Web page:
Most of us as children played the game hide and seek. in the game the person who is “it” counts to a predetermined number while the others hide. Once done counting the person who’s it usually would call out, “come out, come out, wherever you are,” to announce that the search had begun.
Today, October 11, 2013, is the 25th anniversary of National Coming Out Day. Selecting the first anniversary of the 1987 National March on Washington for Lesbian and Gay Rights, the founders of National Coming Out Day, Rob Eichberg, a founder of the personal growth workshop, The Experience, and Jean O’Leary, then head of National Gay Rights Advocates launched the initiative to celebrate individuals who publicly identify as bisexual, gay, lesbian, transgender. Today National Coming Out Day is celebrated by the LGBT community and it’s allies around the world, encouraging LGBT individuals to be open, and public, about their sexual orientation or gender identity to promote understanding in the broader community that LGBT individuals are people they know—family, friends, neighbors and colleagues.
In 1978 California State Senator John Briggs, of Orange County, launched the ballot initiative Proposition 6, which proposed that a public school teacher, teacher’s aide, administrator, or counselor could be fired if the employee was found to have engaged in either (1) “public homosexual activity,” which the initiative defined as an act of homosexual sex which was “not discreet and not practiced in private, whether or not such act, at the time of its commission, constituted a crime,” or (2) “public homosexual conduct,” which the initiative defined as “the advocating, soliciting, imposing, encouraging or promoting of private or public homosexual activity directed at, or likely to come to the attention of, schoolchildren and/or other employees.”
A coalition LGBT leaders, Sally Gearhart Gwen Craig, Bill Kraus,San Francisco Supervisor Harvey Milk, teacher (later president of San Francisco Board of Supervisors) Tom Ammiano, and Hank Wilson mobilized under the slogan “Come out! Come out! Wherever you are!” to defeat the Briggs Initiative. The idea, promoted by the slogan, was that if people only knew that lesbians and gays were not some obscure group of people, but rather people that they knew personally, that the initiative would fail. Thankfully, the initiative did fail with 58 percent of voters rejecting the Briggs’ homophobia.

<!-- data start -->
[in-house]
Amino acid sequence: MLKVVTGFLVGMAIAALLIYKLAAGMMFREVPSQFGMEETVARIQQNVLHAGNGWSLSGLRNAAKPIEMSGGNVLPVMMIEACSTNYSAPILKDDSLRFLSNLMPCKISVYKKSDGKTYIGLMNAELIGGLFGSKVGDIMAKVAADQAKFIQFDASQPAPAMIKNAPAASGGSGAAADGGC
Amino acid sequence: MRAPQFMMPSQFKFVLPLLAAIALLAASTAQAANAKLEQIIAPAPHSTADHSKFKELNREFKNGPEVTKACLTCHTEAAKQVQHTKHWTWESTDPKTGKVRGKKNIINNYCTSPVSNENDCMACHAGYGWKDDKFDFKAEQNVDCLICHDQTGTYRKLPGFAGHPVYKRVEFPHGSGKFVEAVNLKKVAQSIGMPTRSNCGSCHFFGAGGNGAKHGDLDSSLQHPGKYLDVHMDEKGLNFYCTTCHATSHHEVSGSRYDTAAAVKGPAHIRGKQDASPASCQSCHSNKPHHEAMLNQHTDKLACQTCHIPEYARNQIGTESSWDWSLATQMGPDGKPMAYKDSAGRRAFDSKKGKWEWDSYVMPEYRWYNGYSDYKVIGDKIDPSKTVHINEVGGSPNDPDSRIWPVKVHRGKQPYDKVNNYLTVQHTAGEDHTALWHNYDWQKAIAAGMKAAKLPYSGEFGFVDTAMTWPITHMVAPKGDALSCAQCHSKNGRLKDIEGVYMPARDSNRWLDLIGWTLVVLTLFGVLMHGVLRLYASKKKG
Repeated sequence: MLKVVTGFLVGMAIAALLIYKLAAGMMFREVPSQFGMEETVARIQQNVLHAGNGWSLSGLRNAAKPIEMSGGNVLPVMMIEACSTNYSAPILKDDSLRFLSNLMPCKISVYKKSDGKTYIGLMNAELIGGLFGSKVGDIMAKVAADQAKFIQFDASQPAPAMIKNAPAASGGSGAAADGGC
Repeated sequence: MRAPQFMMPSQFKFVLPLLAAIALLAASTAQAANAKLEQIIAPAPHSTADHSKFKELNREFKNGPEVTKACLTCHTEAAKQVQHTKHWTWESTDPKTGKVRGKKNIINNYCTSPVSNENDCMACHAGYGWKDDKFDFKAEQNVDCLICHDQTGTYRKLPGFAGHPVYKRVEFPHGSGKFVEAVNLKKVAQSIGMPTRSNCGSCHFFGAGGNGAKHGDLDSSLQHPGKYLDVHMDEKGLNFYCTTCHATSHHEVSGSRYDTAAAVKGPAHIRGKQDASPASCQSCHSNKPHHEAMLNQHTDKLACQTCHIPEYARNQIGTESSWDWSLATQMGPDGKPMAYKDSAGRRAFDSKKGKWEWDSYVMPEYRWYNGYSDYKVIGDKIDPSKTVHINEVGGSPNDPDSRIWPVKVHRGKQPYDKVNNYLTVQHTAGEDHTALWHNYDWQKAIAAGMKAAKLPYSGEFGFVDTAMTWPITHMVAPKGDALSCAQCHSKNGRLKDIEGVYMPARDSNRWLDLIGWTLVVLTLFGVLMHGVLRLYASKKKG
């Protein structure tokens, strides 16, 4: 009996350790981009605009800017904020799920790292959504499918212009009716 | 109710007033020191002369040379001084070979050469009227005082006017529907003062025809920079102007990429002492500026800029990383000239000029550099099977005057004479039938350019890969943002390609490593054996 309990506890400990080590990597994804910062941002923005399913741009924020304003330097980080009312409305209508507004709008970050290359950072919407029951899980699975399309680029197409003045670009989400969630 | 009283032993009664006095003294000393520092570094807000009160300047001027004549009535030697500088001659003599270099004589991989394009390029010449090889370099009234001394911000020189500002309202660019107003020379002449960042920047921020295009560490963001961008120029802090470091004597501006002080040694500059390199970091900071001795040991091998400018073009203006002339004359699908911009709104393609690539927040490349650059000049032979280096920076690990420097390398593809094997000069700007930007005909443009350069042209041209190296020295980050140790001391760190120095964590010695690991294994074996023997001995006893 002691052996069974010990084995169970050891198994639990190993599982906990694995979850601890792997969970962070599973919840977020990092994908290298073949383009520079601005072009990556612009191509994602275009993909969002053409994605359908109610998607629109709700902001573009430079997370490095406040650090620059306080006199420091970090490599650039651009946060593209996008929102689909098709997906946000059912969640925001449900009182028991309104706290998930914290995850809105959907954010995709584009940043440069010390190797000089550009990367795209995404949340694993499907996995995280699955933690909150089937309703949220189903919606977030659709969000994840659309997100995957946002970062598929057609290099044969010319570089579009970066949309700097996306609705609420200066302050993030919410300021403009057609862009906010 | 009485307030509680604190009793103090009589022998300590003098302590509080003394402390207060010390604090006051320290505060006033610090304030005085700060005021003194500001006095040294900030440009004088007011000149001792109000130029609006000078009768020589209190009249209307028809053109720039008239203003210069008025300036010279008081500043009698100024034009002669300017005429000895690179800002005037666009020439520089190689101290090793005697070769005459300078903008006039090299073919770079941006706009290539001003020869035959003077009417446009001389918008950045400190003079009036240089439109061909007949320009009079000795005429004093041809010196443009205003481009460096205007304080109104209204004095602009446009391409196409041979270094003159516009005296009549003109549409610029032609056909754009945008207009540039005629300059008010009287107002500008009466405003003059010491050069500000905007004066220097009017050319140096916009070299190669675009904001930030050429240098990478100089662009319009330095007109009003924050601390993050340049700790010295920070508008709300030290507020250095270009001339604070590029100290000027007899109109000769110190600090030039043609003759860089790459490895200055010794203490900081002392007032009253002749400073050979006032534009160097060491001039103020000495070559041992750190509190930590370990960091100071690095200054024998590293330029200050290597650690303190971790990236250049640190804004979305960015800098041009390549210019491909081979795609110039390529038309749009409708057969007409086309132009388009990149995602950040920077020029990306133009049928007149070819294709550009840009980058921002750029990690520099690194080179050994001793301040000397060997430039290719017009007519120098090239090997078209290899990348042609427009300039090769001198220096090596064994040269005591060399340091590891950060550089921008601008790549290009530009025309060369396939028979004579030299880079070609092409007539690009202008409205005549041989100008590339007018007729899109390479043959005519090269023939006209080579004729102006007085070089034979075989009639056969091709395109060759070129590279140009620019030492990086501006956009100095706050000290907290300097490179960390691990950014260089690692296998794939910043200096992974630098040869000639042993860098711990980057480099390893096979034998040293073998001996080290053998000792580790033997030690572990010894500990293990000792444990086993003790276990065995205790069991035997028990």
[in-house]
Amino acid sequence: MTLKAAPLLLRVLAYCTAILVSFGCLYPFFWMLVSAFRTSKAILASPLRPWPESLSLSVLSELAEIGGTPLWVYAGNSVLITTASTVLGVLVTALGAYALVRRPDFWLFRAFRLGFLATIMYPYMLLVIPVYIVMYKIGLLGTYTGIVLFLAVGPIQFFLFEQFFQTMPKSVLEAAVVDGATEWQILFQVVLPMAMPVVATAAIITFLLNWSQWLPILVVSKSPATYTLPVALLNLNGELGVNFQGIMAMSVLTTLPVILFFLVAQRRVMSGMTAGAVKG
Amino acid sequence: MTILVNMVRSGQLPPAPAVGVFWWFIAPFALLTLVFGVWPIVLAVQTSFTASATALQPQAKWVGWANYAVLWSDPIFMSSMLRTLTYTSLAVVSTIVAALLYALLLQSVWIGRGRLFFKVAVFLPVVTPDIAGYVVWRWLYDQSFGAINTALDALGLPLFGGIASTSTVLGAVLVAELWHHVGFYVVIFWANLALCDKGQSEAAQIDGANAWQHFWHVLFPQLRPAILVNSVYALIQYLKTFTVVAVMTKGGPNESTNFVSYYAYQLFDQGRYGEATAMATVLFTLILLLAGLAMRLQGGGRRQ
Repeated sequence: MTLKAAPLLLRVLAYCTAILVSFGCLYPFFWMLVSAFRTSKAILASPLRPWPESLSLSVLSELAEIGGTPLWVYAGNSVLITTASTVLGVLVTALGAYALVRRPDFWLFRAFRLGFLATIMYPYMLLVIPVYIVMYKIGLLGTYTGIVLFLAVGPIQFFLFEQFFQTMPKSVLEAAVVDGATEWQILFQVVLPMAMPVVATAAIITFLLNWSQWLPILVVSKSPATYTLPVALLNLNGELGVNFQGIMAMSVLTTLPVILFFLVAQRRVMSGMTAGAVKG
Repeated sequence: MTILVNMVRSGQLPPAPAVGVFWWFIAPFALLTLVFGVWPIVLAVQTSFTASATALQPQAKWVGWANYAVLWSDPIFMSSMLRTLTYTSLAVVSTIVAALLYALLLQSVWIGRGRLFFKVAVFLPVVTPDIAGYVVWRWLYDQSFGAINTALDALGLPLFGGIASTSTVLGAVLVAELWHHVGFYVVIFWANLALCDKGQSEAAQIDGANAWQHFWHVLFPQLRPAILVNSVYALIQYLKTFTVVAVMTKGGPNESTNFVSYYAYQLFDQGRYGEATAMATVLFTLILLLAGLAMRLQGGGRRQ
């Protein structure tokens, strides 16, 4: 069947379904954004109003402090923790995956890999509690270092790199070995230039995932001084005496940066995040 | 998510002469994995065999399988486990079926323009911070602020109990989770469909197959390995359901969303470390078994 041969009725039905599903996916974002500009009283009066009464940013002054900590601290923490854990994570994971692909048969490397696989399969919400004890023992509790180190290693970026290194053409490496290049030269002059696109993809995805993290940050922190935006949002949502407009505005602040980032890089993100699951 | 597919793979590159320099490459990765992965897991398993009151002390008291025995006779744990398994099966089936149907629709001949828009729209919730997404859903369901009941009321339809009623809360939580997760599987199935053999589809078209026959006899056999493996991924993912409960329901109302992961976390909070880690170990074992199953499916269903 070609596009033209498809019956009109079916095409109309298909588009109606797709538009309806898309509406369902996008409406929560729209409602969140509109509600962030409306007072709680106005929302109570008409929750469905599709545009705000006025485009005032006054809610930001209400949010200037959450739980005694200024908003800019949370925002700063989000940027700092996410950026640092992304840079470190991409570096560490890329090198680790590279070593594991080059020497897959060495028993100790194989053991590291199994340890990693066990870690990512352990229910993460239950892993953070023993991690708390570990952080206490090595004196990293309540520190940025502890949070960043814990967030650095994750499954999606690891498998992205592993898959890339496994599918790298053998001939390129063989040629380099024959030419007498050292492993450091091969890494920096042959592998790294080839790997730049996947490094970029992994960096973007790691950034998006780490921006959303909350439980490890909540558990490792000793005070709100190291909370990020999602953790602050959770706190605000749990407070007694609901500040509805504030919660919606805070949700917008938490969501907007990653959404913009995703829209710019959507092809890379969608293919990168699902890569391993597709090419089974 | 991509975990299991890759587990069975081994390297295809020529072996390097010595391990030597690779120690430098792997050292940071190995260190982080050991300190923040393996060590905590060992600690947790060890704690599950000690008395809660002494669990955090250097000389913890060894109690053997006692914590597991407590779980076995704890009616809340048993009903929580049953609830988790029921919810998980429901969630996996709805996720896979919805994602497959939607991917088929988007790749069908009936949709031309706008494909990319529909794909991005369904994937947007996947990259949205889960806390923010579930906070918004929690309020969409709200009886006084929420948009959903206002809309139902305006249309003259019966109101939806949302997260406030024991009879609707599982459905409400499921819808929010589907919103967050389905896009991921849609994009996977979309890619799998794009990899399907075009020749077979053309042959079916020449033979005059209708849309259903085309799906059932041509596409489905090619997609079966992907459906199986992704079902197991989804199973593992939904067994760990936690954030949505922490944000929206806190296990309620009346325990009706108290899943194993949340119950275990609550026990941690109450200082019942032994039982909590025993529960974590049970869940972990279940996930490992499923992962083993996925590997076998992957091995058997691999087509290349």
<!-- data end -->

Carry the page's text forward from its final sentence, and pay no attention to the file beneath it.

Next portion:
Ten-years later, National Coming Out Day was established with the same objective as the anti-Briggs Initiative slogan, to encourage LGBT people across the nation to come out of hiding and take dispel the negative stereotypes imposed by narrow-minded bigots like John Briggs.
In October 1987, I was pretty open about my sexual orientation. Having been elected to the Board of Directors of Orange County’s Gay and Lesbian Community Services Center a little more than six-months earlier, I was in the midst of learning how to be an activist, and hiding in a closet was one thing I just wasn’t willing to do any longer.
Today, the 25th anniversary of National Coming Out Day is celebrated in a very different environment than what existed in 1987. Many states provide protections for members of the LGBT community, while others still openly permit discrimination in employment, housing, and a host of other arenas that contribute to misunderstanding, and open acts of hate. Today, we have marriage equality in 13 states, with New Jersey on track due to a recent court ruling to be the 14th. And this year the U.S. Supreme Court determined that the Defense of Marriage Act, prohibiting federal recognition of marriage rights granted to lesbian and gay couples, was unconstitutional. While progress has been made, until all LGBT Americans can enjoy the same legal protections against discrimination, National Coming Out Day is still relevant.
With that in mind, I encourage all LGBT individuals, and their allies, to kick open the closet door and come out, wherever you are. Be open about who you are, and your belief in freedom and equality for all.